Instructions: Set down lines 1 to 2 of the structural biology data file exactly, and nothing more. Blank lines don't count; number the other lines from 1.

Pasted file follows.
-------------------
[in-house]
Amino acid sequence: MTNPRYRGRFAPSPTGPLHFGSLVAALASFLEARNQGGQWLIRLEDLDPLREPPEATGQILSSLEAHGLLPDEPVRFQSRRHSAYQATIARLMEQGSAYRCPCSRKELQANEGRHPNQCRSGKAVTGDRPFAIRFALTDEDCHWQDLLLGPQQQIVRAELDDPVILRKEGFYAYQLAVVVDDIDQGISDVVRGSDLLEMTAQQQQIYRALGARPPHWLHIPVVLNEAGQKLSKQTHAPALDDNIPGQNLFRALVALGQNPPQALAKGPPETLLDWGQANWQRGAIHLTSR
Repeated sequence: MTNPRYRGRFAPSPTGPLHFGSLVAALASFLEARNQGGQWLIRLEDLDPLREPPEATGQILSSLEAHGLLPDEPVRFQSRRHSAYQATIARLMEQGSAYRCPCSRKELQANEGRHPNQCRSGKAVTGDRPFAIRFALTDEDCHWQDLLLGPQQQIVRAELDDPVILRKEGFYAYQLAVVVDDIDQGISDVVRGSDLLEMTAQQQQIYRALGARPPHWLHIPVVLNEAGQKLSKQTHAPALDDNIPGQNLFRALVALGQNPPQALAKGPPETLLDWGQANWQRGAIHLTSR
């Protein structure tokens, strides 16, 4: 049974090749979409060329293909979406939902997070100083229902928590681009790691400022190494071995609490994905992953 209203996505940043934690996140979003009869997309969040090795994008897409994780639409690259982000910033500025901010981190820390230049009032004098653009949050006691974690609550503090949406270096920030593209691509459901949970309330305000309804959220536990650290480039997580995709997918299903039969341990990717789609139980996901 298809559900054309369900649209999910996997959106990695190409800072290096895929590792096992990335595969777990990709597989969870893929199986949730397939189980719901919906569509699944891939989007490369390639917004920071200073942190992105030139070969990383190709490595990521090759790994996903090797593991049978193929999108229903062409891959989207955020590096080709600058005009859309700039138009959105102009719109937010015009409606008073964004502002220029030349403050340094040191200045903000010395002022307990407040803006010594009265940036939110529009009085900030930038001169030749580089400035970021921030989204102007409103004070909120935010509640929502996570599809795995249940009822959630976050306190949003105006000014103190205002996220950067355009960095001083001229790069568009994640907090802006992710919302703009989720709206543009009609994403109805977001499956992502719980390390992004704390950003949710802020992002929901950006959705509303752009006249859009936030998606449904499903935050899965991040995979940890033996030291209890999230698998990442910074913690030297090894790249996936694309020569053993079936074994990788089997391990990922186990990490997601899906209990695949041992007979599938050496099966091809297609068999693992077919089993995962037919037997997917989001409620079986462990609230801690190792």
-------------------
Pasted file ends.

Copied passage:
[in-house]
Amino acid sequence: MTNPRYRGRFAPSPTGPLHFGSLVAALASFLEARNQGGQWLIRLEDLDPLREPPEATGQILSSLEAHGLLPDEPVRFQSRRHSAYQATIARLMEQGSAYRCPCSRKELQANEGRHPNQCRSGKAVTGDRPFAIRFALTDEDCHWQDLLLGPQQQIVRAELDDPVILRKEGFYAYQLAVVVDDIDQGISDVVRGSDLLEMTAQQQQIYRALGARPPHWLHIPVVLNEAGQKLSKQTHAPALDDNIPGQNLFRALVALGQNPPQALAKGPPETLLDWGQANWQRGAIHLTSR